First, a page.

Although Suffragette might have you believing only white women were entrenched in the cause for women’s suffrage in Britain, there were a number of Indian suffragettes and suffragists who took part. Most notably, Princess Sophia Duleep Singh, daughter of the last Maharaja of the Sikh Empire and goddaughter of Queen Victoria, helped lead marches and played up her perceived ‘exoticness’ in order to bring much-needed attention to the movement. For International Women’s Week, I will shed light on some of her contributions, as well as that of the other wealthy Indian women fighting for suffrage in the 1900s to 1910s.
Princess Duleep Singh was a member of the Women’s Tax Resistance League. This was an organisation of property-owning women who refused to pay taxes on their property, on the basis that they did not have representation in Parliament; their popular slogan was “no taxation without representation”. These women barricaded themselves in their houses and bought back each other’s property once it was confiscated for tax avoidance. Such practices caused a great scandal and none more so than in the case of Sophia Duleep Singh. While her relationship with the Queen enabled her to come away from tax avoidance lightly, this also placed a greater spotlight on her actions. Undoubtedly, through her status, she raised the profile of the cause.
As well as this, through selling copies of The Suffragette (a Women’s Social and Political Union newspaper) on the street outside her home, Hampton Court Palace, she raised the profile of the movement. The image of a wealthy woman vending on the street caused controversy and she was featured in the Daily Mail in 1913. Being so visible by selling newspapers as a mixed-race woman lent itself to the cause and brought more attention to her; Indian women were usually thought of as “passive” and Sophia’s actions directly contradicted this image.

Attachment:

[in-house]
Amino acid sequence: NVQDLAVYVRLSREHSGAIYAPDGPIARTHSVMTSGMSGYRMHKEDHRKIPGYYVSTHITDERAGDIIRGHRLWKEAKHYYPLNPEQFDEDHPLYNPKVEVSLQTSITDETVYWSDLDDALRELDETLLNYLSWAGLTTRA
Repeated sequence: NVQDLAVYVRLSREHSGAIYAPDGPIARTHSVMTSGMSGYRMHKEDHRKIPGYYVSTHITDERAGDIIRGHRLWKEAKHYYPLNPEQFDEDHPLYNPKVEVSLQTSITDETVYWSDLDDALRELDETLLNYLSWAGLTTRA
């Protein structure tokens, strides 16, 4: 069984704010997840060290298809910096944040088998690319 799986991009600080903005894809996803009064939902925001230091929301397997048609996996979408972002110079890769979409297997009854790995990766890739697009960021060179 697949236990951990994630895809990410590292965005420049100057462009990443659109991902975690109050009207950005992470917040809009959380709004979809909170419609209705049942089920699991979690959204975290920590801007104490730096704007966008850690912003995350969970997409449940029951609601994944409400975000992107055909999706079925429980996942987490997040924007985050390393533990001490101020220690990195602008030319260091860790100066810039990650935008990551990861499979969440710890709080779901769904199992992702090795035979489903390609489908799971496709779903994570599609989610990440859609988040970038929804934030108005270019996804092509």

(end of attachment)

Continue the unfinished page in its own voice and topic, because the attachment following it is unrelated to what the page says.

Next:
Though Black Friday is popularly conceived as having been led by Emmeline Pankhurst alone, Sophia Duleep Singh also played a key role. She led a group of 300 to 400 women to Parliament on 18 November 1910, which resulted in a heavy-handed response from the police. In an unprecedented fashion, the police assaulted women and injured approximately 150 of them.
Sophia Duleep Singh wasn’t the only Indian suffragette who played up to dominant images of her. In the Women’s Coronation Procession of 1911, many suffragists took part and played up their Indianness, in representing the Indian colony of the empire. This was to bring attention to the lack of women in the official Coronation Procession of 1911. Through this, they were Orientalised but also managed to resist the popular racialisation of them as “passive”, by taking a very visible role in the procession. While they had to perform their Indian identities by wearing saris and holding banners with elephants on them, they managed to bring more attention the procession, which was vital for its aims.
Moreover, Indian women were very active during World War 1. Princess Sophia supported Indian soldiers who were fighting for the British during the war and organised Flag Days to raise money for the wounded. Mrs Bhola Nauth and Ms P Roy (among others, who took part in the Coronation Procession) also raised money for soldiers, such as during Ladies Day in 1916. Their support and activism would have further raised the profile of the suffrage movement and their actions.
This is hardly an exhaustive list of these women’s accomplishments. However, let this be a reminder that, though Indian women aren’t necessarily part of the dominant narrative of the suffrage movement, they did contribute by bringing vital attention in challenging racist perceptions. If you would like to read more on Princess Sophia Duleep Singh, in particular, why not check out Anita Anand’s biography?